The U.S. Senate: A body in Denial

Approval numbers near the single digits -- check. Widely panned as paralyzed and dysfunctional -- check. Low expectations for meaningful action regardless of which party is in control -- check.
 

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Information You Need to Make Up Your Own Mind

"... [A]s far back as the Radio Act of 1927 and continuing with Section 317 of the Communications Act of 1934 there has been an unvarying requirement that all matter broadcast by any station for a valuable consideration is to be announced as paid for or furnished, and by whom." -- Federal Communications Commission, Sponsorship Identification Rules, 1975

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We Must Draft Reforms That Can Survive Constitutional Review

The Federal Election Campaign Act is far from a perfect system. But the reason for its deficiencies lies not in its drafting, but rather in its repeated dismemberment by the Supreme Court. The court has been as much a player in the field of campaign finance as Congress. Any solution must take its active — and increasingly activist — role into account.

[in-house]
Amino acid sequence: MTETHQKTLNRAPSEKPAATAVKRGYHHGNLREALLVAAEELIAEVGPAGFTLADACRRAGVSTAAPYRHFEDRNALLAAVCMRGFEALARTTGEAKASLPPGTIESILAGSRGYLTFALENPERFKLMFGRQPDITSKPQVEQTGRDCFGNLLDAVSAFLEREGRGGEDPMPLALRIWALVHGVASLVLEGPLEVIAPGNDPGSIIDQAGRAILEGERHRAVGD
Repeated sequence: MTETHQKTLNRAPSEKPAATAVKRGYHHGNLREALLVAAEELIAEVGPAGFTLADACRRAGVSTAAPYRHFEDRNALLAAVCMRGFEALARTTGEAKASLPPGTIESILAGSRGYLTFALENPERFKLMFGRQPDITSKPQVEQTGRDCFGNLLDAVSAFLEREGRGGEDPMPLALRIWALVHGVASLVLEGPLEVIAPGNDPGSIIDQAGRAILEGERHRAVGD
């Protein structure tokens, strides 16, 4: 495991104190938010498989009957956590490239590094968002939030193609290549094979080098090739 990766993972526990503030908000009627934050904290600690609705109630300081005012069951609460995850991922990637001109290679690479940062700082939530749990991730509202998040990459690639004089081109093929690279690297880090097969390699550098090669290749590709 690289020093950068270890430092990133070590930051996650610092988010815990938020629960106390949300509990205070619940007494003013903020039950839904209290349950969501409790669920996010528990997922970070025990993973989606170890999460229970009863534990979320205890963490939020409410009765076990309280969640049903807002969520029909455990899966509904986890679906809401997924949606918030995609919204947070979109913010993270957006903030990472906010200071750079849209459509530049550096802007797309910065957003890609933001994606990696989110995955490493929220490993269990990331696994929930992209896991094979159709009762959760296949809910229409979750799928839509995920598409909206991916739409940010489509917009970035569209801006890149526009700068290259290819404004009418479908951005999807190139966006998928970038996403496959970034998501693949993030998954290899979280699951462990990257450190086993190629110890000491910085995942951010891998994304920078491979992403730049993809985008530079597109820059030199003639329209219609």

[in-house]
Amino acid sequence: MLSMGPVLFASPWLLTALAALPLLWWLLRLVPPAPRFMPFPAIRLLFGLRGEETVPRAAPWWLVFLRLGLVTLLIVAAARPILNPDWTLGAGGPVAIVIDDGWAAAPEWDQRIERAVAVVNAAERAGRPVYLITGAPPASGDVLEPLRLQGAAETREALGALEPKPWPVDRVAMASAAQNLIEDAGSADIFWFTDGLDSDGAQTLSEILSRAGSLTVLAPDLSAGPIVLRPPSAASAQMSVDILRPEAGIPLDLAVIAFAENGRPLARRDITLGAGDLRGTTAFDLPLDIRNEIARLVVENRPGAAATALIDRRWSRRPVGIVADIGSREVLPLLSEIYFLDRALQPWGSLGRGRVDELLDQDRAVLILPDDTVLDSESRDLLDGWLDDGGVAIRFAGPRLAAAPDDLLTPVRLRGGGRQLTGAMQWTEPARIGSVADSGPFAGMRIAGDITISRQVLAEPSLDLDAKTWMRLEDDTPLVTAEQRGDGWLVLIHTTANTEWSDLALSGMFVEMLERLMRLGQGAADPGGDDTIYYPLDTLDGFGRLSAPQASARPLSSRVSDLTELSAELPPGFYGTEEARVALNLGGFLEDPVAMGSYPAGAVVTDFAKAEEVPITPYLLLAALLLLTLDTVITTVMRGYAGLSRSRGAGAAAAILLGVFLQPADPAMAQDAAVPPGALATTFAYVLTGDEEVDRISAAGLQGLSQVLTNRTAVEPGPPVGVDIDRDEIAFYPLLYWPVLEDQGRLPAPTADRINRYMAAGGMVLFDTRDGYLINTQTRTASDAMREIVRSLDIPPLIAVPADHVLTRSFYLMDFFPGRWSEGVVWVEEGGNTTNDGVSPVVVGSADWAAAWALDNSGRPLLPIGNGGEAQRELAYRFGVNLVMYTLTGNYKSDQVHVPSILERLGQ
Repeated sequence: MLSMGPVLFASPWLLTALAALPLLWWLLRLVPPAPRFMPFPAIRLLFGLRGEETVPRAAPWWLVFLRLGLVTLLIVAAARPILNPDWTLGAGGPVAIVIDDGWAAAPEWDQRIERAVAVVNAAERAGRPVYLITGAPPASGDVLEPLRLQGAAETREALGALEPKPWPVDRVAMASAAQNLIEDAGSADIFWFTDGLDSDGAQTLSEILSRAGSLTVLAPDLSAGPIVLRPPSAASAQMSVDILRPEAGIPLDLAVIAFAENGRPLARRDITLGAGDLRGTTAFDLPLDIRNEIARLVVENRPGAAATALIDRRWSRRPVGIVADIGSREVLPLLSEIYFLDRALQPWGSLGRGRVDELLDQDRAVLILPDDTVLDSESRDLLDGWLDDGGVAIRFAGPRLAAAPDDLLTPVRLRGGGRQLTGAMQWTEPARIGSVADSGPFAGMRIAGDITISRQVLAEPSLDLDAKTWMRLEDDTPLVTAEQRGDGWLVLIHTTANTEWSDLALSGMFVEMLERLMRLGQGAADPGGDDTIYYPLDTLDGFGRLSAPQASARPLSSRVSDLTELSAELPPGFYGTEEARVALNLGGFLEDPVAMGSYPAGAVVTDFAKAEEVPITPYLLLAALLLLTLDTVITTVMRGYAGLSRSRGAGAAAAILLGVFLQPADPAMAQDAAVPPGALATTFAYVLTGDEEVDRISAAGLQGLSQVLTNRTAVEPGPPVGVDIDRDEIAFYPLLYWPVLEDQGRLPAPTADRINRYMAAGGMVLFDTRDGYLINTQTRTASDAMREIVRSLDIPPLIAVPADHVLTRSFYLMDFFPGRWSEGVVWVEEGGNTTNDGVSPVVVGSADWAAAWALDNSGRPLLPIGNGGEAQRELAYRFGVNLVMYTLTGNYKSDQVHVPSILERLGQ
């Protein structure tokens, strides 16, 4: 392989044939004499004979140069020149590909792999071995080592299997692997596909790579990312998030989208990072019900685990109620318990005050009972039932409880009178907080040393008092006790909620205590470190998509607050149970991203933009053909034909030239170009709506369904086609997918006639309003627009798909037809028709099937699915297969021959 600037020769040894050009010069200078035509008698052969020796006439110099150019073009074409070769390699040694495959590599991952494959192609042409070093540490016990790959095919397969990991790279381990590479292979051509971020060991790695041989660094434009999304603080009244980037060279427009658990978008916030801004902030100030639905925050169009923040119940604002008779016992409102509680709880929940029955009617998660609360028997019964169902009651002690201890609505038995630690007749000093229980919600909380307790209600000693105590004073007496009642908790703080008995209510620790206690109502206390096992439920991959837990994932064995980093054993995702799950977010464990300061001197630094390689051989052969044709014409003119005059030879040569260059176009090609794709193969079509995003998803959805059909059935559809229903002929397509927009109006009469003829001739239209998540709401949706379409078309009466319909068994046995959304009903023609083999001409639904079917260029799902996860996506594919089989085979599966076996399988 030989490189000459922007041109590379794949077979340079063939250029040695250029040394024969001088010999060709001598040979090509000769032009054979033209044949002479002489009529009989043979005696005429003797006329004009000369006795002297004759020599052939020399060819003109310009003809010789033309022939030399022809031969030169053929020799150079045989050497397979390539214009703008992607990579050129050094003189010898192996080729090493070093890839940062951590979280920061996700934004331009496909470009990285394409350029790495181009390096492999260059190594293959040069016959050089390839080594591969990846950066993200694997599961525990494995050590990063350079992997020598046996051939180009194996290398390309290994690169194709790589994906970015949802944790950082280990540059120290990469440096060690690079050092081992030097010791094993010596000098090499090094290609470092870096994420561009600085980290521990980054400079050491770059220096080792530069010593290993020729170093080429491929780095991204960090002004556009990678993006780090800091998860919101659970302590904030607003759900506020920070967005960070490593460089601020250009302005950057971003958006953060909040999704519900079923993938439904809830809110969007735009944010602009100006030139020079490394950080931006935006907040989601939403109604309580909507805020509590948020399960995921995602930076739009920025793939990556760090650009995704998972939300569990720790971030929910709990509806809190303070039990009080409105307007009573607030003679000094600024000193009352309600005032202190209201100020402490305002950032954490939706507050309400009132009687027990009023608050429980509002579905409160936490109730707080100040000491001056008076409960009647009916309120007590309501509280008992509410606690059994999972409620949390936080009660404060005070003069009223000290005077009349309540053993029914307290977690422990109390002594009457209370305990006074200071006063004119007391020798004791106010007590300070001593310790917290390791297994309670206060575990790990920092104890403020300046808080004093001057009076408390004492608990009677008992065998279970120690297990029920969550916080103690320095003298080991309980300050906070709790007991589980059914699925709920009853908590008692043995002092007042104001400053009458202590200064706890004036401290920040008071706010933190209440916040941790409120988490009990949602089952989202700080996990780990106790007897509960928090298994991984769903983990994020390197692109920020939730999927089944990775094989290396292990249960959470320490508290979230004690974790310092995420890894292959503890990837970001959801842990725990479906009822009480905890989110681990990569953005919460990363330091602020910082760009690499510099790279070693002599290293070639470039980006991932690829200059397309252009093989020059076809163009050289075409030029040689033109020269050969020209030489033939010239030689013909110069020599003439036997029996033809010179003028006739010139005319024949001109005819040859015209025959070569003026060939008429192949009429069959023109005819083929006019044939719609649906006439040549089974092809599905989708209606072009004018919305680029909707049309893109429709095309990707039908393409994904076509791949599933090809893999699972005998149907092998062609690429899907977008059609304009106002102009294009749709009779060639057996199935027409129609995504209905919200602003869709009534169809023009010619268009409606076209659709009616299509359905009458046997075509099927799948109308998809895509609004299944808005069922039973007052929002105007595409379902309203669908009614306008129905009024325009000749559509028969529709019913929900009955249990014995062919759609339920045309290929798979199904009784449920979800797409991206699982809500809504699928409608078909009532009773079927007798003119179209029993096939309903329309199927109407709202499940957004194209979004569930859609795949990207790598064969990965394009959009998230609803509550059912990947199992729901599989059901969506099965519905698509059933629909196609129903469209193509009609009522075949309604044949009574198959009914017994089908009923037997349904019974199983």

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California’s FPPC Provides Example for Dysfunctional Federal Agencies to Follow - Trevor Potter’s 40th Anniversary Keynote Address

On September 17th, Trevor Potter delivered the keynote address at the 40th anniversary of California’s Fair Political Practices Commission (FPPC). Potter praised the outstanding work of the FPPC and compared it to its dysfunctional federal cousin, the Federal Election Commission – also created 40 years ago in the wake of Watergate. Potter reviewed how we arrived in this Wild West era of campaign finance and suggested ways to fix it and restore the public’s faith in its elected officials.

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What's Next for Campaign Finance Reform?

The constitutional amendment to overturn the Supreme Court's Citizens United decision came up short in the Senate. Such things are no easy lift. But while it failed to garner the supermajority vote, the Senate's consideration and debate provided an avenue to keep people who are appalled by the current campaign finance system energized and engaged. Now it is time to harness that energy for some shorter-term battles that are worth fighting even though we have five Supreme Court Justices who have taken the position that the selling of access and influence by American lawmakers is not a problem. Increased disclosure, curbing coordination, preventing rampant abuse of the tax code and updating other federal regulations will help bring reality closer in line with the "Wonderland" described in Justice Anthony Kennedy's Citizens United decision.

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